A prime example: the push-pull and/or back story between the veteran, aloof cop and the newcomer (although the Winckler character is referred to as a “lieutenant”) seeking to prove herself to the senior officer.

A cop entering a dangerous area without backup.

A cop (actually all of them) never carrying a walkie-talkie to communicate with other officers while in the field. Related: inexplicably not using a cell phone to contact Hq. when a “witness” is shot by a gunman.

A business mogul who in episode one is considered a pillar of the community and who predictably turns out at the end to be a stone-cold criminal.

Almost every detective yarn, including Witnesses, also seems to contain a scene where the main character is seriously injured in a physical confrontation with the crooks, but insists on checking himself/herself out of the hospital prematurely to doggedly continue the investigation. Is this some kind of mandatory TV/movie toughness rule? In Witnesses, a bad guy in a pickup truck plows into the slow-to-react Det. Winckler’s car, and not long after she limps out of the medical facility against the doctor’s advice.

Wouldn’t it be refreshing, if not edgy, for once if the cop would tell the ER doc, “you’re right, I’ll stay in the hospital for a couple of days for observation, and then I’ll take sick leave for a week so I can get back to full strength before going back to work.”

Moreover, wouldn’t it be actually more unpredictable if the above-referenced corporate exec interviewed by cops in the first episode winds up actually innocent? This goes back to the Rockford Files, or even earlier, but judging by the movie/TV industry, the jails must be crammed full of evil businessmen who personally carry out or orchestrate violent crime.

How about a twist where the two officers instead continue to hate each other, rather than reconciling, at the end?

At least the plot avoided another old chestnut involving wrongdoing that reached into the highest levels of government.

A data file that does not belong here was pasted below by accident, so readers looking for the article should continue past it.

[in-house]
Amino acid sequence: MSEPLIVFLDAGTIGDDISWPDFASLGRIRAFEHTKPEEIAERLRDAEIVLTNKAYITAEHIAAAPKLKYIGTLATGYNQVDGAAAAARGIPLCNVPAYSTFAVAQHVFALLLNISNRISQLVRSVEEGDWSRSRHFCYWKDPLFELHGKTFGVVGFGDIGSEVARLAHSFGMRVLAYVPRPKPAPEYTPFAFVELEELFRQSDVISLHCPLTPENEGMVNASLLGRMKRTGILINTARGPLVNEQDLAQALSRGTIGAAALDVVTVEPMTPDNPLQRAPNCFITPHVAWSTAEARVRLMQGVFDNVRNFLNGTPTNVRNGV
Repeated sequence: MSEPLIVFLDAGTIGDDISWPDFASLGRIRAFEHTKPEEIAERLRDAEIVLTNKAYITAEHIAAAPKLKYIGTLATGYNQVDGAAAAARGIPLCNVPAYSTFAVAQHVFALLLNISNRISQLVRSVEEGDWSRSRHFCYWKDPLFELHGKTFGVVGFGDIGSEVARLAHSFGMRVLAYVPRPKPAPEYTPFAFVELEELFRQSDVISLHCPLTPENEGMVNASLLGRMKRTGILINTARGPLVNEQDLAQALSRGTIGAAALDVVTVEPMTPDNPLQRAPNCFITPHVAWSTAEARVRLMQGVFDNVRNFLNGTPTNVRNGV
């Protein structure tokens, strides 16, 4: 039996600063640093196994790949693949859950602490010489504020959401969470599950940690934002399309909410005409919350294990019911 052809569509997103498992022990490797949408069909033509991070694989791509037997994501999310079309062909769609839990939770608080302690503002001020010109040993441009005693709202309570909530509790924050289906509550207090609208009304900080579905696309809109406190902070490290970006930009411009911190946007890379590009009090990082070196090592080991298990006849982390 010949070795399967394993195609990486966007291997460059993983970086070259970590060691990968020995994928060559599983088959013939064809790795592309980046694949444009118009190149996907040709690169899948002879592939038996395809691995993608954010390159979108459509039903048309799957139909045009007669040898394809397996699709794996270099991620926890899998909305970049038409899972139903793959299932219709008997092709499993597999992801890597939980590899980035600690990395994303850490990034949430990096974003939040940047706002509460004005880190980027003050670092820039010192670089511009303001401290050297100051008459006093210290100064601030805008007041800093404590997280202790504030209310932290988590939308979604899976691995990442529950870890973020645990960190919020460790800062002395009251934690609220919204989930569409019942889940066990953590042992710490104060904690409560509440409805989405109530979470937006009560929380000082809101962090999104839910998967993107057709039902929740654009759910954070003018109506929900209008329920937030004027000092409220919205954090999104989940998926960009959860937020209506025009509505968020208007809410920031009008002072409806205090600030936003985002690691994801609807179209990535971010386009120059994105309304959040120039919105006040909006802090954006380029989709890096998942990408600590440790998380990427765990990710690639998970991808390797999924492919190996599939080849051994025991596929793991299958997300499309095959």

A couple of other observations about Witnesses (more spoilers) that requires the viewer to suspend disbelief.

How did the prison warden determine who died in the fire before conducting a DNA test on the body and shouldn’t that have been done immediately?

Much is made in the series about how Det. Winckler left the police academy three days before the final exam because of her feud with Maisonneuve, who was an overbearing instructor there. That being the case, how did she get on the force let alone get promoted to lieutenant? For continuity, it would have been desirable for one of the other characters to chime in with something along the lines of “But you came back three months later and aced the exam.”

Witnesses also establishes the fact that carrying only one ammo clip is a bad idea, especially in gunfights. Given the producers credit on this one: This is the reverse of the convention in which the hero often fires unlimited rounds without reloading. Many viewers on social media also noticed that Winckler’s ongoing wardrobe malfunction culminated in the final foot pursuit when she finally had to ditch her improbable-for-a-cop stiletto heels.

Apart from the tacked-on serial killer subplot, digging up dead bodies and dumping them — along with selected items from a retired detective’s personal possessions taken from a Storage Wars-like locker — in upscale, model homes to get his attention: Really? How about an anonymous phone call or text to the French equivalent of crime stoppers instead?

Finally, what was the deal with the wolf anyway?

If you’ve watched Witnesses aka Les Temoins, do you give it up thumbs up or thumbs down?

[image via Twitter]